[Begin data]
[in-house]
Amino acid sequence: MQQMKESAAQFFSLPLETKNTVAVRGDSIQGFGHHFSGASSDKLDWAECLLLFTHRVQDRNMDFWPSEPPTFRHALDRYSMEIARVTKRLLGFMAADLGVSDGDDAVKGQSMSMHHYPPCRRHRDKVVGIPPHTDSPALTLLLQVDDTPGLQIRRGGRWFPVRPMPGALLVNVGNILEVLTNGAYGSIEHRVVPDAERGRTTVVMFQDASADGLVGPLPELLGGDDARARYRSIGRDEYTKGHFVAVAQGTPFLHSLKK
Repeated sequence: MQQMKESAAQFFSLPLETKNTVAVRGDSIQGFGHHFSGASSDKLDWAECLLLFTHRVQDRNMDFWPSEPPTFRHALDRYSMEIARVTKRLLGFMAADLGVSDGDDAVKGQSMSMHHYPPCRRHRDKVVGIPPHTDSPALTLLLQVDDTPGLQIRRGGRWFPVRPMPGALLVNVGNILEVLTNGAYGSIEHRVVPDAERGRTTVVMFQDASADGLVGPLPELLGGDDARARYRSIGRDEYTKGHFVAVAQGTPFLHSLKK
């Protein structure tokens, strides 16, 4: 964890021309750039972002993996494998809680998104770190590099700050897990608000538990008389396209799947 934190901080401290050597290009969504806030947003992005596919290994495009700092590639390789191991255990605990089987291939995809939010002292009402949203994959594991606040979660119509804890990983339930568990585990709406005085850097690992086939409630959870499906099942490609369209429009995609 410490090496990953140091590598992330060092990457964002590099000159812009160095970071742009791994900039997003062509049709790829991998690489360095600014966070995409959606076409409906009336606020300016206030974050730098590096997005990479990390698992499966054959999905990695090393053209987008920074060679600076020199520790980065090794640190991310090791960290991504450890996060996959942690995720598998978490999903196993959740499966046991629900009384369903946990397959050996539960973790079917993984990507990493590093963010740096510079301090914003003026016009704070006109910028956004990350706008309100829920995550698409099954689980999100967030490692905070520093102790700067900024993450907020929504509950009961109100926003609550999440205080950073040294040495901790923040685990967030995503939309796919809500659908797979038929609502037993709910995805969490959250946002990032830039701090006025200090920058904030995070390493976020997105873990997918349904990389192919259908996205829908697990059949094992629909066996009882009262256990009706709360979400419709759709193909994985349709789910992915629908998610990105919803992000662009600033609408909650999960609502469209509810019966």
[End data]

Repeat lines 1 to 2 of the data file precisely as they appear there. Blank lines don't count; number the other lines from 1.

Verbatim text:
[in-house]
Amino acid sequence: MQQMKESAAQFFSLPLETKNTVAVRGDSIQGFGHHFSGASSDKLDWAECLLLFTHRVQDRNMDFWPSEPPTFRHALDRYSMEIARVTKRLLGFMAADLGVSDGDDAVKGQSMSMHHYPPCRRHRDKVVGIPPHTDSPALTLLLQVDDTPGLQIRRGGRWFPVRPMPGALLVNVGNILEVLTNGAYGSIEHRVVPDAERGRTTVVMFQDASADGLVGPLPELLGGDDARARYRSIGRDEYTKGHFVAVAQGTPFLHSLKK